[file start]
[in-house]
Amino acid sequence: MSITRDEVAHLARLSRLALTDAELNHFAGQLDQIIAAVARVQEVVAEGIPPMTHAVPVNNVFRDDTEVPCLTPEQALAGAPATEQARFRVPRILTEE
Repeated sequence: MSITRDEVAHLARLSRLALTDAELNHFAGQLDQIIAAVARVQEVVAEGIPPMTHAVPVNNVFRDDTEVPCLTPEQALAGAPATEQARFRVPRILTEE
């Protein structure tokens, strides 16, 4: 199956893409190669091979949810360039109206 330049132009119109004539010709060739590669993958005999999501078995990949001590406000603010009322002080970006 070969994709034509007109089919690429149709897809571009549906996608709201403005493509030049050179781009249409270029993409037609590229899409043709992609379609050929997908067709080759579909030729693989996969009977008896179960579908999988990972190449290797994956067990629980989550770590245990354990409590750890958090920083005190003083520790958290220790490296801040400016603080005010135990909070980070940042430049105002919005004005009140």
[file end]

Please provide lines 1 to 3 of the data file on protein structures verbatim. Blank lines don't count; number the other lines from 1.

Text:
[in-house]
Amino acid sequence: MSITRDEVAHLARLSRLALTDAELNHFAGQLDQIIAAVARVQEVVAEGIPPMTHAVPVNNVFRDDTEVPCLTPEQALAGAPATEQARFRVPRILTEE
Repeated sequence: MSITRDEVAHLARLSRLALTDAELNHFAGQLDQIIAAVARVQEVVAEGIPPMTHAVPVNNVFRDDTEVPCLTPEQALAGAPATEQARFRVPRILTEE